Banger Boys .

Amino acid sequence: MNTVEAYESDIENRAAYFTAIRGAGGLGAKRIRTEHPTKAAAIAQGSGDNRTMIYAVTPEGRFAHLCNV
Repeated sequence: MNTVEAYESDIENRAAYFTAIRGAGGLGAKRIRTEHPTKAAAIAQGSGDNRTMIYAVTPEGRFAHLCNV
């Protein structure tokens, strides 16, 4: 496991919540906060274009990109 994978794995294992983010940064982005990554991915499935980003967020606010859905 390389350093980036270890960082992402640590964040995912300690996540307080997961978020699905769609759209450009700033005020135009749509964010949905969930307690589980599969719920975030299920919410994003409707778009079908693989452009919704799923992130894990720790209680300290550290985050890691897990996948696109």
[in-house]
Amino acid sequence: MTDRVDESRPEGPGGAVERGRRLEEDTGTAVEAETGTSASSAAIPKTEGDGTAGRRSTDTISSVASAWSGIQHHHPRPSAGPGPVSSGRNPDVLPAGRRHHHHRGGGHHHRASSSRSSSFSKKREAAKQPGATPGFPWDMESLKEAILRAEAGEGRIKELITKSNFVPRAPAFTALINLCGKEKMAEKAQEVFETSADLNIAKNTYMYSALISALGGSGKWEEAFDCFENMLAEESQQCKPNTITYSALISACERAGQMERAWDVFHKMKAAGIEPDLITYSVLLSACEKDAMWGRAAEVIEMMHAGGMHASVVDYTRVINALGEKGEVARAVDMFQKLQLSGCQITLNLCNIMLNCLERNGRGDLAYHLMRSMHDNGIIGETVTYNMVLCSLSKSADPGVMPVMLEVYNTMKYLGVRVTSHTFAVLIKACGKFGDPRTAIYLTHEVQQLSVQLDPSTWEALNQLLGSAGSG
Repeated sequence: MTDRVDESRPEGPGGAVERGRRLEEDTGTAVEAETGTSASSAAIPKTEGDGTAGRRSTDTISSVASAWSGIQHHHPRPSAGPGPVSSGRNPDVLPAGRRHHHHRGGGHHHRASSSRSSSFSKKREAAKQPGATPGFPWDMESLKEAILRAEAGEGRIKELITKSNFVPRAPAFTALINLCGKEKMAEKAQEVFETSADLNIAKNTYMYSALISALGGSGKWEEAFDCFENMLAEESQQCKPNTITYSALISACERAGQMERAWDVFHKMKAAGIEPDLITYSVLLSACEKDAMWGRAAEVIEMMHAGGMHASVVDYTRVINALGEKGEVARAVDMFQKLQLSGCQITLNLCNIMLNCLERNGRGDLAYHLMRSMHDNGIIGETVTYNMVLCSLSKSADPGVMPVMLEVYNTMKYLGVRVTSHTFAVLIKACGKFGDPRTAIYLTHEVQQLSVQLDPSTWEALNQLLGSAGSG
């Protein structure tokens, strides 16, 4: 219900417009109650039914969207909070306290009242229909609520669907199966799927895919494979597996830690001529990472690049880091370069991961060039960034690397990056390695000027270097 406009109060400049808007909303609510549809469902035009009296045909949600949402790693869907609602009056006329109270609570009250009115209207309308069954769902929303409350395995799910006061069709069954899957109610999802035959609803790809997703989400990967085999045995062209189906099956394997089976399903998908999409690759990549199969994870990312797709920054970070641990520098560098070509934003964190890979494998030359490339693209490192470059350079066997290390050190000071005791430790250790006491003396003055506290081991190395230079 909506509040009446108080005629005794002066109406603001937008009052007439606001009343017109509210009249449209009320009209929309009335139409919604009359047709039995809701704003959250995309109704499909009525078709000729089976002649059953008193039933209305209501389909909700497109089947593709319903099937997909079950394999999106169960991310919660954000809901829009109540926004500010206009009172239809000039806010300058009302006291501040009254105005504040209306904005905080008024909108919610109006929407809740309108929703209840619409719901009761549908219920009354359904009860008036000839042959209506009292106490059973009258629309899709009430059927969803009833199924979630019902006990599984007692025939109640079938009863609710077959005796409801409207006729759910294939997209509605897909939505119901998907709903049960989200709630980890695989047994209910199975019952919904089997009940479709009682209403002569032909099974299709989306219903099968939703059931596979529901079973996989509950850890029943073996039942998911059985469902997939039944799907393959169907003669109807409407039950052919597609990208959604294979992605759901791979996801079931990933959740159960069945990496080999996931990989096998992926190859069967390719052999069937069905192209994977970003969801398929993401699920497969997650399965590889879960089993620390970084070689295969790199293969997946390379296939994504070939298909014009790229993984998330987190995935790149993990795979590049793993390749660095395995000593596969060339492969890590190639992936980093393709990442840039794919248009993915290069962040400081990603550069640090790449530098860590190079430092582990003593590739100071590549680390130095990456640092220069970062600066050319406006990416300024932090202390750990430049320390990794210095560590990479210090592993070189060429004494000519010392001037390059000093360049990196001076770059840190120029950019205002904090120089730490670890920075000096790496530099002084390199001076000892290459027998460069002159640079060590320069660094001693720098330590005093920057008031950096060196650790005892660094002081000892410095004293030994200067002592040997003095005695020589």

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The Banger Boys of Britain by Chloe Dewe Mathews Amid a thick haze of exhaust fumes and the scream of revving engines, a pair of clapped out cars ram headlong into each other. The bumper hangs off one, whilst the other has lost both its rear wheels, barely recognisable as the Vauxhall Astra it once was. The race is over and Pikey Mikey is the only car left moving. He can now disengage his victim, pick his way through the wreckage of his adversaries, and begin his victory lap. Throughout the South East of Britain, Banger racers meet regularly to smash up the cars they have been working on all week. Stripped of normal features and fitted with re-enforcements, the cars are daubed in colourful paint and scrawled in slogans advertising junkyards, hair salons or messages to girlfriends. Racers travel from Eastbourne to Yarmouth, from Aldershot to Ipswich to take part - all with a banger strapped to the back of a truck. Drivers pour hard-earned cash and hours of physical labour into resuscitating a car to compete with, and as the week progresses, excitement builds. The infamous Destruction Derby epitomises the banger spirit. In this final race of the night, the oval track is turned into a figure of eight and the winner is the last car moving. This gladiatorial contest leaves the audience roaring with applause and falling about in hysterical laughter. Both driver and spectator visibly lust after this violent and explosive moment, which seems to satisfy a fundamental human instinct for destruction.  However, behind the reckless bravado is a surprising resourcefulness, entirely at odds with the 21st Century climate of consumerism. Whilst Lord Mandelson’s recent “bangers for cash” scheme is promoting the purchase of new cars and the disposal of used ones; this community bash the dents out of misshapen door panels and reuse parts time and time again. The lovingly painted vehicles look like relics from a traditional fairground as they are winched off the trucks with cranes - gaudy, joyful and quirky. You only need to spend a couple of minutes in the pits to become aware of the codes of conduct, social hierarchies and strength of community that exists between racers. Many have started in childhood, growing up watching their parents race and proudly continuing the family tradition. Gang rivalries and feuds that fester between the teams are generally countered by an overall sense of camaraderie. Some drivers say that the sport has kept them “off the streets” and you can see why. Banger racing offers all the danger, machismo and gang mentality that a young person could want. Certainly despite its costliness, the drama and violence that goes on inside the stadium, allows the drivers to vent their frustration and exorcise a deep-seated need for combat, which is probably inherent in all of us. I asked a number of racers whether they saw their sport as a simultaneously creative and destructive activity. The response was always the same, “Nope. It’s just a good day out”. Preparing the track for a night race at Arlington Raceway, Eastbourne. With the sound of roaring engines echoing out of Wimbledon stadium, drivers wait patiently for their turn to enter. The racers say that adrenalin builds all week as they wait for this moment. After the rain. The Walton Boys are one of many team names on the bangers scene. Others include Piston Broke, the Gobstoppers, the Pinballs, the Simpletons, the Dirty Wizards, the Gladiators, the Posh Waves and the Camel Toe Crushers. Minutes before the first race, a driver is told to remove all broken glass from his windowpanes. The stadium managers at Wimbledon have complained that shards have been wounding the greyhounds, which use the same track on different nights of the week. Steve is about to get married and has come to Aldershot for his stag party. All 15 of his friends are racing against him, and he is “the target” Alex (left) used to wreck about 50 cars a year. “That’s a new banger every week! But I got bored with the sport when the drivers stopped hitting as hard.” Now he just helps his friends in between races. After the mayhem, the cars struggle back to base, where the crew only have a few minutes to resuscitate them in time for the next heat. The banger racing ethos is built on resourcefulness and functionality. Here, a misshapen panel is quickly bashed back into place. “Keith Boy” of the Southern Bandits isn’t racing today, but he’s come down to check out the competition. The rules state that no two cars should be painted the same colour, to avoid teams ganging up on one-another during the race. However, it seems that no one can resist. Luke isn’t quite old enough to drive yet, but he’s counting the days. Jema "The Mouth of the South" at home. Jema’s family now live ten minutes away from Aldershot Raceway. Before they moved, they used to work at travelling fairgrounds. Jason, Jema’s brother, became good at fixing slot machines, now he makes bangers for her instead. Some drivers spend many hours painstakingly decorating their cars. Jema flipped hers three times in the last race, so she’s doubtful it will last much longer. However, she’ll keep the bonnet, “I might even put it up in my bedroom, it’s too good to throw.” Jema’s parents met at Wimbledon stadium. Her mother was racing, and her father was working as a mechanic for a friend. Her dad told me that back in the day the ladies used to really smash up the cars like the boys. “Now they’re too worried they’ll break their nails!” The first time I met Jimo, he took one look my camera and immediately hauled one of his friends onto the bonnet of a car, yanking down his trousers and revealing all. The second time, still playing for laughs, he dropped his own trousers, saying “ you sure you’ve got a big enough lens for this?” These days he’s much quieter; I think he’s run out of things to say. One by one, each banger gives up. The drivers are forced to scramble out of their lifeless wrecks and watch the rest of the race from the centre of the track. A pause before the last race of the night. The annual Darren Jones Benefit Gala in Ipswich, raises money for a popular driver who was hit while stationary on the track eight years ago. Tonight he watches the races in his honour from a wheelchair, suffering from cerebral palsy after a prolonged lack of oxygen to the brain. Once a banger is finally wrecked, the few parts that can be used again are salvaged, and the rest is sent to scrap. A moment’s thought is spent on the battered car, until focus shifts to finding the next. MAY 2012 BACK ISSUE Back to current issue